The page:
Concordia 3, UOIT 2: Hudon’s Overtime Goal Brings Out the Brooms to Close Intense Series

Stingers Complete The Sweep of their First Round Opponents in Hard-Fought Contest

  • Phil Hudon (pictured), owner of the golden goal. Photo Daren Zomerman

  • Up next, the Stingers will face the Queen’s Gaels. Photo Daren Zomerman

  • The Stingers eliminated the redundantly named University of Ontario Institute of Technology from playoff contention. Photo Daren Zomerman

“I couldn’t hear anything. I was just so happy.”

That’s how Stingers captain Philippe Hudon described the feeling of ending his team’s round one battle of the Ontario University Athletics playoffs.

Hudon was the hero of the night with an overtime goal that completed a two game sweep of the Ontario University Institute of Technology Ridgebacks, sending his team skating into the second round.

Frustrations rose on both sides as the game went on. Photo Daren Zomerman

It may not have been a long series but it was certainly a fiercely contested one. The hard-nosed Ridgebacks made Concordia fight for every inch of ice throughout the series and made sure to give the Stingers a tough mental and physical challenge to start the playoffs.

“We battled here, we battled [in their arena]. For us it was a good challenge for what’s going to come next,” said Hudon.

The veteran forward made sure to, as his coach loves to say, “pay the price” for his team. Along with his teammates, Hudon took plenty of physical punishment through both games of the series.

Playing with a caged helmet, the Stingers captain didn’t let a broken nose stop him from giving as many hits as he took, either.

“It was physical, it was a hard series. It was two teams battling hard for the series,” said Stingers head coach Marc-Andre Element.

After a 4-1 win in the first game, the Stingers faced much tougher competition from a UOIT team that had their backs against the wall. The hits were big and the Ridgebacks made sure to be in the Stingers faces as of the moment the puck dropped.

But the Stingers wouldn’t have it any other way.

“It’s cool, this is why we love to play hockey,” said Stingers star forward Anthony Beauregard, praising the intensity and atmosphere of the playoffs.

It’s not hard to see that Beauregard’s teammates are relishing in the environment as well. A full arena of cheering fans and loud drums mixed with the on-ice intensity seemed to pump the players up a few notches.

Raphael Lafontaine certainly seemed extra excited to score his first period goal, giving his team an early 1-0 lead, scooping the ice with his glove, and jumping for joy as he skated back to the bench.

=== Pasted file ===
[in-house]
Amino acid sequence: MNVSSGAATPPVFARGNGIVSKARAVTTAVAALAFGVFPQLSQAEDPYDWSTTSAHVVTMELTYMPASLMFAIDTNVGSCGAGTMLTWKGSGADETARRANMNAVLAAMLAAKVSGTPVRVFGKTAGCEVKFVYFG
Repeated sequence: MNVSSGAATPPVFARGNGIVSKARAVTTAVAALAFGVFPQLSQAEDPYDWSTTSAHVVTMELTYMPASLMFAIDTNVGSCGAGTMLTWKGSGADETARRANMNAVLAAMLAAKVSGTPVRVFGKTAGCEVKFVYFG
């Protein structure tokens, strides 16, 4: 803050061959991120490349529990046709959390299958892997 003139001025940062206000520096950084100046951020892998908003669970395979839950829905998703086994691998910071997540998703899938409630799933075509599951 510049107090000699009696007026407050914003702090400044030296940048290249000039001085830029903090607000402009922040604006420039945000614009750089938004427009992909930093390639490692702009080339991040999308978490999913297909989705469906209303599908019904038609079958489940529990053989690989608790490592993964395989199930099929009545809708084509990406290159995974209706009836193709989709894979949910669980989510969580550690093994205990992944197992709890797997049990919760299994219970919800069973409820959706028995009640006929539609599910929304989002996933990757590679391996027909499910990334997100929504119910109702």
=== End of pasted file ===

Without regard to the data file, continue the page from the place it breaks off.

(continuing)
Of course, the game also brought out the other side of the spectrum when it comes to intensity. The physicality and post whistle roughness was apparent on both sides. Heavy hits that rattled the boards, cross checkings, and post-play scrums are a staple of playoff hockey. Incidents like Beauregard being pinned in a corner and punched repeatedly in the face away from the play are perhaps a bit more than the usual.

The rough stuff was what gave Concordia room to extend their lead in the second period. With players from both teams serving minors and the game set for four-on-four, forward Charles-Eric Legare used the open space to drive to the net and earn a scoring chance that found its way onto defender Mathieu Desautel’s stick and into the net, courtesy of defender Carl Neill.

“I saw a hole and I know Desautels’ got some pretty good hockey sense so I thought I may as well try it and hope he sees me. He saw me and it worked out pretty well,” said the league leader in points for a defender.

Neill and the rest of Concordia’s defense made sure UOIT weren’t the only ones dishing out hits. The Ridgebacks forwards were hit relentlessly and repeatedly had their scoring chances shut down by smart stick work and heavy physical play from Concordia’s back end.

Players like Curtis Gass and Anthony Gingras found a new level to their game that kept UOIT on their toes all night.

Concordia’s coach was full of praise for his defense, mentioning how important it was that every member found a way to step up in the absence of top defender Alexandre Gosselin, who has been out of the lineup since Concordia’s Feb 2. game against the University of Ottawa Gee-Gees.

Neill, however, was quick to ensure the rest of the team got credit before allowing any praise to be given to the defense

“Gotta give credit to the forwards and [goalie Marc-Antoine] Turcotte but the [defense] played a pretty good game,” said Neill.

Though their defense was vexing, Neill’s team nearly saw a comeback occur when the Ridgebacks managed to score goals in the dying minutes of both the second and third periods.

Element made sure his players didn’t get down on themselves heading into overtime.

“We just told the guys ‘we’re going to get it.’ When stuff like that happens, you’ve got to stay positive,” said the Stingers coach.

That optimism would turn out to be well founded. Just a few minutes into the extra frame, Forward Francis Brunelle forced his way into the UOIT zone with a strong rush and drew a hooking penalty from a Ridgeback defender.

The second round of the playoffs start Wednesday. Photo Daren Zomerman

The powerplay that had been so quiet throughout the night went to work. That team’s captain made his way to the front of the net and found the puck on his stick, zoning out and letting his instincts do the rest.

“I don’t even remember. I got the puck on my stick and I just wanted to bury that puck,” said Hudon. From his knees, he pushed the puck into the UOIT net and sent the crowd into a frenzy.

As happy as Hudon and his teammates are, their eyes are already set on the future.

“We want to win six games, we’ve won two but we need to stay focused for the other ones,” said Beauregard.

By commenting on this page you agree to the terms of our Comments Policy.